Case Study of Foxconn
Ning JIA 23944021
Wei SHI 23776234
Simin LIU 23624337
Jieru HE 21216819
3.0 Analysis and Evaluation8
3.1 Utilitarian View8
3.1.1 Absolute Utility8
3.1.2 Marginal Utility8
3.2 Kantian Views10
3.2.1 Utilitarian View RevisitedError! Bookmark not defined. 3.2.2 Means not Ends10
3.2.2 Respecting one’s dignity11
3.3 Rights Ethics13
3.3.1 Total Institution causes loss of control and dignity13 3.3.2 Lack of Meaningful relationships reduces Dignity13 4.0 Recommendations15
Globalisation has meant the integration of Developed world’s knowledge with Developing world production capabilities. Maitland (2005) has identified the transferability of capital investments (Developed world) and the immobility and abundance of labour (Developing world) has placed a huge disadvantaged for the Developing world in turns of competitiveness. Hence, the interplay of high unemployment levels and limited capital investment has caused the phenomenon of sweatshops. Although no set definitions of sweatshops exist, they are effectively the consequence of developing nations suppressing wages and sacrificing working conditions to compete to attract foreign investments (Arnold & Hartman, 2003). Notable characteristics are extreme exploitation (wages and work hours), poor working conditions, military-like discipline and intimidation of employees (Radin & Calkin, 2006).
These characteristics have often been associated with Foxconn, the world’s largest contract electronics manufacturer (40% of world’s electronic items) for brands such as Apple, Dell, HP and IBM (Wagstaff, 2012). However, the focus of our report is on the fourteen committed suicides, four failed suicides, and eligibly twenty additional attempts during eight months in 2010 (SACOM, 2010). This report will attempt to analyse the unethical practices that lead to these horrendous outcomes. This report will use Utilitarian, Kantian and Rights ethical theories to analyse wages, working conditions, management style and development/training in Foxconn. Recommendations will made in light of this research.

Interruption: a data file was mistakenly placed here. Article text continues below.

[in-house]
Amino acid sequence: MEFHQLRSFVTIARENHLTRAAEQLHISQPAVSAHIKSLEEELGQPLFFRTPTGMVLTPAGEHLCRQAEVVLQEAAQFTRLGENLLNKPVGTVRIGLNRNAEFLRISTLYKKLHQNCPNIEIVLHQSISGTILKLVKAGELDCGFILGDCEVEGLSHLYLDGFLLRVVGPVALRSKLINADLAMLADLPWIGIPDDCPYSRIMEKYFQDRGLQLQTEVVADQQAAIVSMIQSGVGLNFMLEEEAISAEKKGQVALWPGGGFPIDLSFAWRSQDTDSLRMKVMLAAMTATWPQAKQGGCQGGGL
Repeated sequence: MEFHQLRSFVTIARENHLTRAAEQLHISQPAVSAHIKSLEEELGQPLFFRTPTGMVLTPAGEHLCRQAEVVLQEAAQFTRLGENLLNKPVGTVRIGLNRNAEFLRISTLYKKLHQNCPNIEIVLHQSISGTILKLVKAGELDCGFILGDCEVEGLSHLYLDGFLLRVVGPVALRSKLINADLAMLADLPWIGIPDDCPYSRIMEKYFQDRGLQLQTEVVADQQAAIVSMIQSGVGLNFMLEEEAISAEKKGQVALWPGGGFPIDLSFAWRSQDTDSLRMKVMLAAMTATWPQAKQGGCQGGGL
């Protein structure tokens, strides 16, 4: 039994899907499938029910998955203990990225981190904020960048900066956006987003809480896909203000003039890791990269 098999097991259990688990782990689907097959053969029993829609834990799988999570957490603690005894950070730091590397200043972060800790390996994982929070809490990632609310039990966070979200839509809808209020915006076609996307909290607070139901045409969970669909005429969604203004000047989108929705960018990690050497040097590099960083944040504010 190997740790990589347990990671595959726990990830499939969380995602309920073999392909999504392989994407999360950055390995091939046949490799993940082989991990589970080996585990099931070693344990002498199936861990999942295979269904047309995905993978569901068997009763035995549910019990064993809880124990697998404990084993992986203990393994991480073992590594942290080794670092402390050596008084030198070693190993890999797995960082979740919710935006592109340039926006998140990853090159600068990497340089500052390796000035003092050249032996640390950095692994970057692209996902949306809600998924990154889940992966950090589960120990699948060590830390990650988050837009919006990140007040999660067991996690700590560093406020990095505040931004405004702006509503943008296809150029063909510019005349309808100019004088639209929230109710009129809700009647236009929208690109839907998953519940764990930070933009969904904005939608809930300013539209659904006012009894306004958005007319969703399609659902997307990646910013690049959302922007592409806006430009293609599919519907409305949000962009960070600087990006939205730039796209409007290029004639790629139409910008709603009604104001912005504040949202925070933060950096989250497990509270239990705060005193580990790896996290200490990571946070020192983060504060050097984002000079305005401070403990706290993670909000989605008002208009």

Alternating ethical views can be applied to sweatshops to recognize different facets and levels of unethical practices. Firstly, utilitarian theory focuses on the outcomes and argues it is ethically acceptable if an action can produce more good than harm. Secondly, virtue ethics focuses on the innate qualities of the decision maker or manager (Beauchamp, Bowie, & Arnold, 2009). Thirdly, Deontology ethics focuses on the motivation of the action for ethical judgement. However, Radin and Calkin (2006) suggested these theories lack the robustness to make strong moral arguments against sweatshops.
However, Arnold and Bowie (2005) argues that Kantian’s second categorical imperative to never treat others as a means but always as an ends portrays strong foundations for employee actions. Also, human rights ethics is an extension of Kantian views from the perspective of the employee, in that employees have rights to freedom and subsistence (Arnold and Bowie, 2005). These two ethical theories will be the focus of our report.
Dignity is explored heavily in Kantian and human rights ethics. Kim and Cohen (2010) identified in Asian cultures dignity is primary defined by what people thinks of you, given that Foxconn is an Eastern company, an examination of dignity is strongly encouraged. Furthermore, Lucas, Kang and Li (2012) identified that Foxconn employees suffered from mortifications of their self-worth and self-value (loss of dignity) as a result of working under a total constitution system.
there has been growing consensus that stakeholder theory can be...